Geologic evidence for a Holocene earthquake near Lake
Liquefaction features, relief on a Pleistocene shoreline, and traces of ground failure give evidence for earthquake shaking and tectonic deformation on a buried fault near the north shore of Lake Iliamna, in a remote and little-studied region of southern Alaska. Along about 70 km of isostaticaly tilted late-Pleistocene shoreline above Lake Iliamna’s north shore, one 6 km section shows 8 m greater relief than expected from isostatic tilting alone. This relief suggests folding above a blind fault. A nearby lakeshore bluff exposes a sand intrusion, sourced in Pleistocene lake deposits, that erupted onto mid-Holocene peat. Along 2.24 km of another lakeshore bluff, younger lake sediments have been liquefied and homogenized to varying depths up to at least 8 m, destroying depositional structures and ingesting large chunks of overlying sediment. A 10 km by 3 km area of tundra vegetation lineaments, as well as a pair of lineaments elsewhere, may record lateral spreading and fissuring. The prospect of locally generated strong earthquakes implies greater seismic hazard for local communities and the Pebble Mine, proposed nearby.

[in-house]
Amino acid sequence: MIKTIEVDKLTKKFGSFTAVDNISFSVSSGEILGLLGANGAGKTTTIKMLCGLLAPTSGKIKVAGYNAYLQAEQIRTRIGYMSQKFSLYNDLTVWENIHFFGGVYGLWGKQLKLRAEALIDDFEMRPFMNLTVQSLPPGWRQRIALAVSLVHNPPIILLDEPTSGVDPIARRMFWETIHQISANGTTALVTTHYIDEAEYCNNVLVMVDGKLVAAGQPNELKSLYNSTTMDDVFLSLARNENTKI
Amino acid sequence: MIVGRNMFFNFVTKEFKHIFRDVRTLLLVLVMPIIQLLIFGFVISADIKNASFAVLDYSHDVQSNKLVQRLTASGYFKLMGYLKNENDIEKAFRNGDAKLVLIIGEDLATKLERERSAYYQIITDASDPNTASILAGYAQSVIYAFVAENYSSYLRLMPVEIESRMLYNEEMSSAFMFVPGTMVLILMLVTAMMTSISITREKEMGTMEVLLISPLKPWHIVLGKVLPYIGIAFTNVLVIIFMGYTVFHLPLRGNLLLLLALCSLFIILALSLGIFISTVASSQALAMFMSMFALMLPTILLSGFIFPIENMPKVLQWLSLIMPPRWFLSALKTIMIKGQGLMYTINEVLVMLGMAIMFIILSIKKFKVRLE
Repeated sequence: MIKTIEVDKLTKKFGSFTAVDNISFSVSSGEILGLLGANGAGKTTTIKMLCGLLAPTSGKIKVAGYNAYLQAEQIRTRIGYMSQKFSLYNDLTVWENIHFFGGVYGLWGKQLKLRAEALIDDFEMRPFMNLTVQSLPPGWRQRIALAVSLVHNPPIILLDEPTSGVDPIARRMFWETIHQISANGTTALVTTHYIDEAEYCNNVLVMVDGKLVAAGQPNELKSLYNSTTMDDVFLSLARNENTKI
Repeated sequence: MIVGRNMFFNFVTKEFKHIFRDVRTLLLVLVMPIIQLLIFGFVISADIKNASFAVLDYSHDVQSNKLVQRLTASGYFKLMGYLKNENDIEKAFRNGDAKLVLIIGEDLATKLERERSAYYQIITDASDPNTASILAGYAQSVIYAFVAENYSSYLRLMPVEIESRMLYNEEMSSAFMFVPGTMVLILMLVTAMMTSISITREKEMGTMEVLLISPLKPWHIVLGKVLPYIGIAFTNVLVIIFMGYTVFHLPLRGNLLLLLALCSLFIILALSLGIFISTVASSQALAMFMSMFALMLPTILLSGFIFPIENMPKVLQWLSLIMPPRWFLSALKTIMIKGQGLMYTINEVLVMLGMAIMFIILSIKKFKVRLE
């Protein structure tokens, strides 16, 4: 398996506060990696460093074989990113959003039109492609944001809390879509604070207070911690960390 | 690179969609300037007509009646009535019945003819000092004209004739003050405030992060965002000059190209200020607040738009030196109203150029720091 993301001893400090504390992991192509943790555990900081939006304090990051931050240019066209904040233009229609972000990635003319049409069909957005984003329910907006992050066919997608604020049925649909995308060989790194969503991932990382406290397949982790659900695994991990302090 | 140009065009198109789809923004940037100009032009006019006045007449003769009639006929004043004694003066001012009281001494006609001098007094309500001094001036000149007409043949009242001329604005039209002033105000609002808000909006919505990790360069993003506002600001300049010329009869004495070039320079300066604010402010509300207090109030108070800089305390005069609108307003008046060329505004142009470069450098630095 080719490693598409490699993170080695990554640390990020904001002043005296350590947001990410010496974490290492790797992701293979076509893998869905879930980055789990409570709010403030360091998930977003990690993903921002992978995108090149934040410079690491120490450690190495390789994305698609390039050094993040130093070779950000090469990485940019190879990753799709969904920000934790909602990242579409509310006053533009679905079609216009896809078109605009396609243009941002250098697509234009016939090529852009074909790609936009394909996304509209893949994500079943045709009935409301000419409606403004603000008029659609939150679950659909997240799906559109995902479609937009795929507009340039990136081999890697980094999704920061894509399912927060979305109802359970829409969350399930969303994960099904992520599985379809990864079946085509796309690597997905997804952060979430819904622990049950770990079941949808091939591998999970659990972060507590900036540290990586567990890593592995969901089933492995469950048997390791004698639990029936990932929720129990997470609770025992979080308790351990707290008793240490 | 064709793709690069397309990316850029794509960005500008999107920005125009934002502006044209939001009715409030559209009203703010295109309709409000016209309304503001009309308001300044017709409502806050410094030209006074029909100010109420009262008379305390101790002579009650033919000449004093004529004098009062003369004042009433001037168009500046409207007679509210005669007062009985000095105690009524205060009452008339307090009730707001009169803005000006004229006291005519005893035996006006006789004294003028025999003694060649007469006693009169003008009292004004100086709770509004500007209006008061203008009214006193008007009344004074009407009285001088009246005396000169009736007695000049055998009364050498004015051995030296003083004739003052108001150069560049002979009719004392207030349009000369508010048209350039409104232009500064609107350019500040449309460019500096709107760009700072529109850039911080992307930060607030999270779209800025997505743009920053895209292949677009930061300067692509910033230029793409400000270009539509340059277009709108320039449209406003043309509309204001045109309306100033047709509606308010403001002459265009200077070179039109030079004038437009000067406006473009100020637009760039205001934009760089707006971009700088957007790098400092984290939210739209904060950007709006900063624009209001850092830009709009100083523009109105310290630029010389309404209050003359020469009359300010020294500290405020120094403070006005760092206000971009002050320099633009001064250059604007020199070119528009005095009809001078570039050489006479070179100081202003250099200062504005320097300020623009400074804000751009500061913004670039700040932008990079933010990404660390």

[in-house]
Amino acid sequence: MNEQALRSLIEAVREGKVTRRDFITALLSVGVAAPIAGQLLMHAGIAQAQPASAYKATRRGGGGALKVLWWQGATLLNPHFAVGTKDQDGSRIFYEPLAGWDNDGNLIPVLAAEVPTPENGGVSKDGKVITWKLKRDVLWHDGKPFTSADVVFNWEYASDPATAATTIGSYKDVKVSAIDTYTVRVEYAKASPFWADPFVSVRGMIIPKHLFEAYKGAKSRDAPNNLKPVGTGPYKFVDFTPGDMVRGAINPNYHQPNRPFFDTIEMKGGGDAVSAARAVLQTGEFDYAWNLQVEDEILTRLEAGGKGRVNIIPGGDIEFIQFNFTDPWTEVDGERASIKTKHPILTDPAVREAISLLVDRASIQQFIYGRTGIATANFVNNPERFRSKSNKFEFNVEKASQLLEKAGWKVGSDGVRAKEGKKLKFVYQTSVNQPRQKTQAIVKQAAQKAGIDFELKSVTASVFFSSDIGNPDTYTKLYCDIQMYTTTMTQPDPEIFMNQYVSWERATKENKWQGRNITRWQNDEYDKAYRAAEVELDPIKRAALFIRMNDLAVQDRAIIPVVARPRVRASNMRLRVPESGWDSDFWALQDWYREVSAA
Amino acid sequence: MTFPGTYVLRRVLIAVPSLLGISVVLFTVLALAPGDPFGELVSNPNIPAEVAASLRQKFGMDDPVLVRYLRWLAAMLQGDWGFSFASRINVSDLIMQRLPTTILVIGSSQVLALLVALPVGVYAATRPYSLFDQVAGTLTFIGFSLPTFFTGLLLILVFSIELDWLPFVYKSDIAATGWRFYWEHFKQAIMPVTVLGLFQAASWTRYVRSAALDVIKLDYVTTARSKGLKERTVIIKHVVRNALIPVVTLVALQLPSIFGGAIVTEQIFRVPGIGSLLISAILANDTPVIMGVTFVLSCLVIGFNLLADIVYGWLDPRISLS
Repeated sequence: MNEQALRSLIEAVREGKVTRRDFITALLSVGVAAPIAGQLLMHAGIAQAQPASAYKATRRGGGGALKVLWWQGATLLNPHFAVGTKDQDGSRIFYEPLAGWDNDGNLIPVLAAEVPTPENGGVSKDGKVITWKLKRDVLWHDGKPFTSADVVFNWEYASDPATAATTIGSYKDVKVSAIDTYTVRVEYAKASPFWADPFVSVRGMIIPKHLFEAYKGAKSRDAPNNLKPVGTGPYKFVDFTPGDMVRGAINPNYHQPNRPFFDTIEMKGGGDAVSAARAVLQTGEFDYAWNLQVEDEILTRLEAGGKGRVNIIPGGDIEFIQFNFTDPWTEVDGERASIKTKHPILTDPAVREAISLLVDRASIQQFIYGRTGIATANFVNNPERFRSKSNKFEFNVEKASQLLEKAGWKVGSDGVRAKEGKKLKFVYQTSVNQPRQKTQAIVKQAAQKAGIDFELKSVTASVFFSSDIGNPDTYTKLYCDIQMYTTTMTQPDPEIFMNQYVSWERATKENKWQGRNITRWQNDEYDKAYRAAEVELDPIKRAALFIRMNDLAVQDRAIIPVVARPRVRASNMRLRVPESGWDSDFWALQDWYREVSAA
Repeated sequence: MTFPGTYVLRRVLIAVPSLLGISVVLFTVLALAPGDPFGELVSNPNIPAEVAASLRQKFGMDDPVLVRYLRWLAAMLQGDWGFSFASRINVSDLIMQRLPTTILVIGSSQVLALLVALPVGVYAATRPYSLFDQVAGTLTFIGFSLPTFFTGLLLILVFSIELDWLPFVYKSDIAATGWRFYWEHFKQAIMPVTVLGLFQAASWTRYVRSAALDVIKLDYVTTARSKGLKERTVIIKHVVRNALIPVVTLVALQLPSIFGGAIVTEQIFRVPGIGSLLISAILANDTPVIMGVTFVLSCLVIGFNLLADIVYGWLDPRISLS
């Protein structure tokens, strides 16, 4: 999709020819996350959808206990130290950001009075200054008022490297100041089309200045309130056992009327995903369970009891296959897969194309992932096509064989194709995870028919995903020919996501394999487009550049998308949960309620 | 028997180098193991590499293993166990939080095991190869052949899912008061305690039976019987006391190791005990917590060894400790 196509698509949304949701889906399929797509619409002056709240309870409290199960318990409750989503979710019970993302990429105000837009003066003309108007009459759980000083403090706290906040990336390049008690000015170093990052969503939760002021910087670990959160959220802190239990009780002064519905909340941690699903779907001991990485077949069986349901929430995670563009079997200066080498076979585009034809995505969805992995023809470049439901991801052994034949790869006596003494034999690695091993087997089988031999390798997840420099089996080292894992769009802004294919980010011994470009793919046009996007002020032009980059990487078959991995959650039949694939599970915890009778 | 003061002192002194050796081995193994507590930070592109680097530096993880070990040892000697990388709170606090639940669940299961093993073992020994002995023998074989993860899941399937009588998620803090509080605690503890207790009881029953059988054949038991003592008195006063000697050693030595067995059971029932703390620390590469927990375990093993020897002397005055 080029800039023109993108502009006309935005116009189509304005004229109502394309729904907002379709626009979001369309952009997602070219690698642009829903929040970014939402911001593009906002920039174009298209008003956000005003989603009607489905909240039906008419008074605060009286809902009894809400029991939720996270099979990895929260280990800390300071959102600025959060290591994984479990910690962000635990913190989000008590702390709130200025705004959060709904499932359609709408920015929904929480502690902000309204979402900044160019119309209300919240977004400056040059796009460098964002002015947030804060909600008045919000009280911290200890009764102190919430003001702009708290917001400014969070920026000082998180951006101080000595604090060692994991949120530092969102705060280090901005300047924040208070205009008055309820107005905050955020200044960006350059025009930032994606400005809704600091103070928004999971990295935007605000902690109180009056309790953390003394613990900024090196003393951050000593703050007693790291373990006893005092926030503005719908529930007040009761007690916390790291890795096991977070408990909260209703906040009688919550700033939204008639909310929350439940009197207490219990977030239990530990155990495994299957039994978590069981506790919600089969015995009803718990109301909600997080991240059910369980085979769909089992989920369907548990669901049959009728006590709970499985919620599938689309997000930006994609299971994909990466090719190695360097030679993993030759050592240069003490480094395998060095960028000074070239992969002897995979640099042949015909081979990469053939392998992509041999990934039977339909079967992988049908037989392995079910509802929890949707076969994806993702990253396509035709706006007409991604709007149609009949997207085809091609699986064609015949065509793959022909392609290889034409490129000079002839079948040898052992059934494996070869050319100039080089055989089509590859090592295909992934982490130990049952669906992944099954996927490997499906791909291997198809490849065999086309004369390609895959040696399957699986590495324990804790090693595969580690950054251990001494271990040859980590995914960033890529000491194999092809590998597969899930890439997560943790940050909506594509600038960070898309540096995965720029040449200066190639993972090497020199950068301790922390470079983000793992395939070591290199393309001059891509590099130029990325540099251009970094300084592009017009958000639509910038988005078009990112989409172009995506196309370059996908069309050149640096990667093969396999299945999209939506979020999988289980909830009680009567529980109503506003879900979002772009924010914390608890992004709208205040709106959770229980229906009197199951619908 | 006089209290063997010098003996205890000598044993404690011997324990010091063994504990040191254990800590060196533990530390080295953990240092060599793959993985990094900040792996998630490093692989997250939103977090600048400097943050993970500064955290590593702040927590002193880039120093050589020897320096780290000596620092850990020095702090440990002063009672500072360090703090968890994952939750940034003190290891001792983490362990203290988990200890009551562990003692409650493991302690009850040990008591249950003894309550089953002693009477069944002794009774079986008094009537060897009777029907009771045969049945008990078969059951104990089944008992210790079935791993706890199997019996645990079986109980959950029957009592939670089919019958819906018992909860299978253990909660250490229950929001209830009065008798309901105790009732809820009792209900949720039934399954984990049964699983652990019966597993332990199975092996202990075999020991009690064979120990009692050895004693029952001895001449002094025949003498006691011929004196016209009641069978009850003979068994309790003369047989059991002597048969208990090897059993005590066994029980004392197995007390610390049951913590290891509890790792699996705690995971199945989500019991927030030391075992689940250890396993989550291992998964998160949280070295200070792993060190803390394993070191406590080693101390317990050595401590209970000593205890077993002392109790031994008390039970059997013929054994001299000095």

The Lake Clark Fault, which points southwestward toward Lake Iliamna, is the nearest tectonic structure identified previously. Its nearest mapped trace is 50 km distant, and no part of the fault has documented Holocene displacement. However, Holocene displacement on a structure at Lake Iliamna would be consistent with a previous geodetic model that predicts active tectonic extension in this area.